Shoppers out in force to kick off shopping season

Published 12:00 am Thursday, November 29, 2007

SOUTH POINT — By 4:45 this morning, the sidewalk outside Sam’s Club resembled a mini version of the Boston Marathon just before the starting pistol cracks.

Throngs were five deep outside the store vying to be the earliest of the early bird shoppers.

Temperatures just above freezing and a rigorous squall of snow pelting down did nothing to stop the steady stream of bargain hunters flowing across the parking lots to check out this year’s Black Friday sales.

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The Christmas shopping season has begun.

Teri McKinley, who for the past year has called Cabot, Ark., home, was back visiting family in Huntington for the Thanksgiving holiday.

Patiently, she waited for Sam’s Club’s doors to open.

“I’m hunting for a Wii. They’re in short supply,’’ she said, seemingly oblivious to the damp cold.

A Sam’s Club employee, Sharon Brooks of Kenova, was looking for a new television. As to why she beat the dawn to go shopping?

“Just because. No reason,’’ she said.

Nearby, at Sam’s sister store, the Wal-Mart Supercenter, a steady stream of shoppers, most in heavy sweat shirts and knit caps, grabbed shopping carts and store maps as they headed inside.

It was the first time for Cyndi Turner of Burlington — with one of her five children in tow — to be such an early shopper.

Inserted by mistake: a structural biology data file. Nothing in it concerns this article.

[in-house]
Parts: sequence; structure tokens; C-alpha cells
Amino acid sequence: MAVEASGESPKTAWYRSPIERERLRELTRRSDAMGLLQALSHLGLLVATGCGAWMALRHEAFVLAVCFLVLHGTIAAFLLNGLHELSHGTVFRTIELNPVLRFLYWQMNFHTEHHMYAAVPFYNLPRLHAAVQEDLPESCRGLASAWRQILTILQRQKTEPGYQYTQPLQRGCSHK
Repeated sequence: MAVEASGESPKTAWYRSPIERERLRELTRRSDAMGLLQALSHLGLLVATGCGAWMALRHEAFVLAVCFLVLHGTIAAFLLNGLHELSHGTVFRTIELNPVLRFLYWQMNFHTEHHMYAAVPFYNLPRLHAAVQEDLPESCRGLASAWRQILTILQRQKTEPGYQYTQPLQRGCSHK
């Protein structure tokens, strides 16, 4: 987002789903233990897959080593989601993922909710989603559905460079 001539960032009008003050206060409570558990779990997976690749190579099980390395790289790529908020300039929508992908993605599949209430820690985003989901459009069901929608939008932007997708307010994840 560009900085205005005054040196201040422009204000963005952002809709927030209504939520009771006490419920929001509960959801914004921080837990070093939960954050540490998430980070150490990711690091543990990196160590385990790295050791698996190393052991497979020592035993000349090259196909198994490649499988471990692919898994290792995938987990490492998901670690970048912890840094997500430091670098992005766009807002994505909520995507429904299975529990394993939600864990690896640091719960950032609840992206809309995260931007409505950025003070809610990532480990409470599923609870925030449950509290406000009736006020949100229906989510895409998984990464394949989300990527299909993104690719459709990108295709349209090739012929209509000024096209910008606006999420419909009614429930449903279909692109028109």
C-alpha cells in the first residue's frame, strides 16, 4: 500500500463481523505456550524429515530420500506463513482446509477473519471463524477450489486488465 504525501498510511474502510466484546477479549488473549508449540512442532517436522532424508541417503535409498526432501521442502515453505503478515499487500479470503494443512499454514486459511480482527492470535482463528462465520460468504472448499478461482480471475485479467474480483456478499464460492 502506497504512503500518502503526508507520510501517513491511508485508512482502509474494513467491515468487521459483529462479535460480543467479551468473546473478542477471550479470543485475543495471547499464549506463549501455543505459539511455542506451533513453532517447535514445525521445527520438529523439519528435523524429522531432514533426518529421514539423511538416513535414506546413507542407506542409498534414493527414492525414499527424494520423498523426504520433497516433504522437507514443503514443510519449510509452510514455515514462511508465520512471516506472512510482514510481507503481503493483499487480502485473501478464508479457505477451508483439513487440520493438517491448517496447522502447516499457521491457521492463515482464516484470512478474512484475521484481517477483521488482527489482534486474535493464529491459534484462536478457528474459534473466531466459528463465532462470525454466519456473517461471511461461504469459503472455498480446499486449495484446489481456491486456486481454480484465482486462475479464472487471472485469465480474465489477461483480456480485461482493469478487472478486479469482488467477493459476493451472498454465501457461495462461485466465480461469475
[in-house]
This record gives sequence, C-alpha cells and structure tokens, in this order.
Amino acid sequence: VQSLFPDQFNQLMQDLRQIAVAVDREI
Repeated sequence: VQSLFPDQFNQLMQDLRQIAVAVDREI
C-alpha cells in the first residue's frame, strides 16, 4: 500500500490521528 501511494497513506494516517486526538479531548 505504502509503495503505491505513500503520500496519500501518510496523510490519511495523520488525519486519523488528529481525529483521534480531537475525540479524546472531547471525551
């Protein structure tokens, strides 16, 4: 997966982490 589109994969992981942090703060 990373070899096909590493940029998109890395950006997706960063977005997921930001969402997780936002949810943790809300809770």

“We wanted to see what other people were out,” she said. “And he couldn’t sleep so I dragged him along.’’

Not so for Cassie Day of Chesapeake, who has turned Black Friday shopping into a family tradition.

As she headed for the Wal-Mart she said she was on her way to meet her mother-in-law and her husband’s grandmother. The trio was expecting to make it another marathon event. The last time they got together for Christmas shopping, it lasted until 11 that night.

“We sit down the night before and plan,’’ she said.

Veteran shoppers Darren and Kena Schuggs of Ironton, have been hitting the stores at pre-dawn hours for about 20 years.

“We’re crazy,’’ Darren said. “It’s for the best bargains of the year.’’

That’s what Lee Ann Smith of Huntington, who has three sons and 19 nieces and nephews to buy for, is hoping.

“Last year we did really good,’’ she said.

And it’s that lure of low prices that retailers hope will make Christmas 2007 a record year. Nationally, experts say stores bring in typically between 10 to 20 percent of their annual sales during the December holidays.

High gas and food prices and a slow housing market hit some retailers across the country in October. What will unfold during the next two months has experts divided.

But apparently, if the opening hours of Black Friday are any indication, that’s not the case locally.

Just a few minutes after its doors opened at 6 a.m. assistant manager, Charles Cooksey at the Kmart in Chesapeake, sounded jubilant by shoppers’ response.

“It’s wild,’’ he said. “I can’t believe it. They’re still coming in the doors. They’re pouring in.’’

However, not everyone was happy with the year’s Black Friday foray. Samantha Hatcher of Burlington and a friend were looking for a rock star video game at the Wal-Mart.

“It wasn’t on sale,’’ she said. “We woke up for nothing.’’